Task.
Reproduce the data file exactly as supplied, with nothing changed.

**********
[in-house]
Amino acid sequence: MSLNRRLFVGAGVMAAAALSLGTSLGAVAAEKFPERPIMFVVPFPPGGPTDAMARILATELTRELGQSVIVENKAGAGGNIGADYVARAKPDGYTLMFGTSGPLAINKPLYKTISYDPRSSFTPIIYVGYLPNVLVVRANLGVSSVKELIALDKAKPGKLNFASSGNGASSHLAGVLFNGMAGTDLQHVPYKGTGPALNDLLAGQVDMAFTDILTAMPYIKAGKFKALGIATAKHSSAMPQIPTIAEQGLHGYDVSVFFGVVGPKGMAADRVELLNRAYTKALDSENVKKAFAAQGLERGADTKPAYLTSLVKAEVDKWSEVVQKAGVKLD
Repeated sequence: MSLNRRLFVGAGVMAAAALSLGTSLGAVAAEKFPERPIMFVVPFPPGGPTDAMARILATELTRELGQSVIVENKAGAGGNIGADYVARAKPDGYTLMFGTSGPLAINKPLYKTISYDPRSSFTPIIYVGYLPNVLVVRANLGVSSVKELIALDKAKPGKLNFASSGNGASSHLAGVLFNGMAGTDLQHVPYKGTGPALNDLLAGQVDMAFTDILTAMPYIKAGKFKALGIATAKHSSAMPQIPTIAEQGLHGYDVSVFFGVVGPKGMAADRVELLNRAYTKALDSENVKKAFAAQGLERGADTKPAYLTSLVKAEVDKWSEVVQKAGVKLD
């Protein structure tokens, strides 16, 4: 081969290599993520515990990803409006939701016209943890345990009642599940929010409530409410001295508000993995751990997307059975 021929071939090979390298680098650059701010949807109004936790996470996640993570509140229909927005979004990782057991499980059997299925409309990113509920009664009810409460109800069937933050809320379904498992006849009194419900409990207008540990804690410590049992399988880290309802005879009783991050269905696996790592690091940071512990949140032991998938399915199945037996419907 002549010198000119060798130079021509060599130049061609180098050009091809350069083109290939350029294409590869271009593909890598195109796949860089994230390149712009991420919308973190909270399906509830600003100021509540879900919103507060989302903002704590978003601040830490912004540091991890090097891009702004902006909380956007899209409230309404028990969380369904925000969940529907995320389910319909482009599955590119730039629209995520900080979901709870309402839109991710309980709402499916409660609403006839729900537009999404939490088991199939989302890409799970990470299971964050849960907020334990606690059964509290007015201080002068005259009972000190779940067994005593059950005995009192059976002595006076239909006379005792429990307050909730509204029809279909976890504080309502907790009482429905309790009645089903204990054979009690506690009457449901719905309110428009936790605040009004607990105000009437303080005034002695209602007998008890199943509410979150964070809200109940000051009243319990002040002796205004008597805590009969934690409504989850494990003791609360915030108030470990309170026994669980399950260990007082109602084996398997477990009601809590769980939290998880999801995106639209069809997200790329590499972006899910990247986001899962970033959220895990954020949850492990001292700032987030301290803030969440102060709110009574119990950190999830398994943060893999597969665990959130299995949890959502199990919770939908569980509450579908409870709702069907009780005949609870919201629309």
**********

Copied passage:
[in-house]
Amino acid sequence: MSLNRRLFVGAGVMAAAALSLGTSLGAVAAEKFPERPIMFVVPFPPGGPTDAMARILATELTRELGQSVIVENKAGAGGNIGADYVARAKPDGYTLMFGTSGPLAINKPLYKTISYDPRSSFTPIIYVGYLPNVLVVRANLGVSSVKELIALDKAKPGKLNFASSGNGASSHLAGVLFNGMAGTDLQHVPYKGTGPALNDLLAGQVDMAFTDILTAMPYIKAGKFKALGIATAKHSSAMPQIPTIAEQGLHGYDVSVFFGVVGPKGMAADRVELLNRAYTKALDSENVKKAFAAQGLERGADTKPAYLTSLVKAEVDKWSEVVQKAGVKLD
Repeated sequence: MSLNRRLFVGAGVMAAAALSLGTSLGAVAAEKFPERPIMFVVPFPPGGPTDAMARILATELTRELGQSVIVENKAGAGGNIGADYVARAKPDGYTLMFGTSGPLAINKPLYKTISYDPRSSFTPIIYVGYLPNVLVVRANLGVSSVKELIALDKAKPGKLNFASSGNGASSHLAGVLFNGMAGTDLQHVPYKGTGPALNDLLAGQVDMAFTDILTAMPYIKAGKFKALGIATAKHSSAMPQIPTIAEQGLHGYDVSVFFGVVGPKGMAADRVELLNRAYTKALDSENVKKAFAAQGLERGADTKPAYLTSLVKAEVDKWSEVVQKAGVKLD
């Protein structure tokens, strides 16, 4: 081969290599993520515990990803409006939701016209943890345990009642599940929010409530409410001295508000993995751990997307059975 021929071939090979390298680098650059701010949807109004936790996470996640993570509140229909927005979004990782057991499980059997299925409309990113509920009664009810409460109800069937933050809320379904498992006849009194419900409990207008540990804690410590049992399988880290309802005879009783991050269905696996790592690091940071512990949140032991998938399915199945037996419907 002549010198000119060798130079021509060599130049061609180098050009091809350069083109290939350029294409590869271009593909890598195109796949860089994230390149712009991420919308973190909270399906509830600003100021509540879900919103507060989302903002704590978003601040830490912004540091991890090097891009702004902006909380956007899209409230309404028990969380369904925000969940529907995320389910319909482009599955590119730039629209995520900080979901709870309402839109991710309980709402499916409660609403006839729900537009999404939490088991199939989302890409799970990470299971964050849960907020334990606690059964509290007015201080002068005259009972000190779940067994005593059950005995009192059976002595006076239909006379005792429990307050909730509204029809279909976890504080309502907790009482429905309790009645089903204990054979009690506690009457449901719905309110428009936790605040009004607990105000009437303080005034002695209602007998008890199943509410979150964070809200109940000051009243319990002040002796205004008597805590009969934690409504989850494990003791609360915030108030470990309170026994669980399950260990007082109602084996398997477990009601809590769980939290998880999801995106639209069809997200790329590499972006899910990247986001899962970033959220895990954020949850492990001292700032987030301290803030969440102060709110009574119990950190999830398994943060893999597969665990959130299995949890959502199990919770939908569980509450579908409870709702069907009780005949609870919201629309």